Twenty or 21 women were brought back to a hotel in Colombia by U.S. Secret Service and military personnel in an incident last week involving alleged misconduct with prostitutes, U.S. Senator Susan Collins said on Tuesday.
Collins was briefed by the director of the Secret Service, Mark Sullivan, on Monday evening. “There are 11 agents involved. Twenty or 21 women foreign nationals were brought to the hotel, but allegedly Marines were involved with the rest,” the Republican senator said in comments emailed to Reuters.
The Secret Service on Monday said it had revoked the top security clearances of the 11 employees, who have been placed on administrative leave due to the incident that marred President Barack Obama’s weekend trip to Colombia.
The agents brought a number of prostitutes back to a beachfront hotel in Cartagena, according to a local police source. A U.S. official told Reuters on Monday that more than 10 military service members also may have been involved.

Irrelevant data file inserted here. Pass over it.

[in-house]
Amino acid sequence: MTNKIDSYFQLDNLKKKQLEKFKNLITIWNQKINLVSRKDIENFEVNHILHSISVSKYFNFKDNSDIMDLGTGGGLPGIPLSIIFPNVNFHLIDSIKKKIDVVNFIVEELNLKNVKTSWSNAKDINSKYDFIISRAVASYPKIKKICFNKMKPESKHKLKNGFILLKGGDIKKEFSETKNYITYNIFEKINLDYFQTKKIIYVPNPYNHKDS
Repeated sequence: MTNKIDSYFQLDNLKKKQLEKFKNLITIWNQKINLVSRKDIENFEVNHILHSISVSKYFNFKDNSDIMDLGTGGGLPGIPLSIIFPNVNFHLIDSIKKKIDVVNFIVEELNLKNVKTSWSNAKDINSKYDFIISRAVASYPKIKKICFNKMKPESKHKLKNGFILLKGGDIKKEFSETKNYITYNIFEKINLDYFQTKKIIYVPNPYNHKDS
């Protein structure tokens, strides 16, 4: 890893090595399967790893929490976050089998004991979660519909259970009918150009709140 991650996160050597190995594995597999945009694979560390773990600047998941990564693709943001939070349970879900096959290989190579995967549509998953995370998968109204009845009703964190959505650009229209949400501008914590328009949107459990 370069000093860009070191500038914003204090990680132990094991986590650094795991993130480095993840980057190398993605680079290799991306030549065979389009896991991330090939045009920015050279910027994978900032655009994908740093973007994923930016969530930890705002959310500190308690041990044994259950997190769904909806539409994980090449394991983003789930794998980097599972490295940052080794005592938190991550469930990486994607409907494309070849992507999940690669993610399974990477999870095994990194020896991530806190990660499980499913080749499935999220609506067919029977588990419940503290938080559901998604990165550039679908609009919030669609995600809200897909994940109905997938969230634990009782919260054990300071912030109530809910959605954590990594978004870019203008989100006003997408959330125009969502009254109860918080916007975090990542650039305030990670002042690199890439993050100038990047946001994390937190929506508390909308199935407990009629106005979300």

“Director Sullivan is rightly appalled by the agents actions and is pursuing a vigorous internal investigation,” she said. “He ordered all the agents to return to Washington immediately, and all have been interviewed.”
The senator is the top Republican on the Senate Homeland Security Committee, which shares jurisdiction over the Secret Service with the Judiciary Committee.
Collins said she asked Sullivan several questions, including who the women were. “Could they have been members of groups hostile to the United States? Could they have planted bugs, disabled weapons, or … jeopardized security of the president or our country?”
She also asked whether there was evidence of previous misconduct, and “given the number of agents involved, does this indicate a problem with the culture of the Secret Service?”
All good questions that need answers.
Stepping into the fray is the man who might just be able to supply them: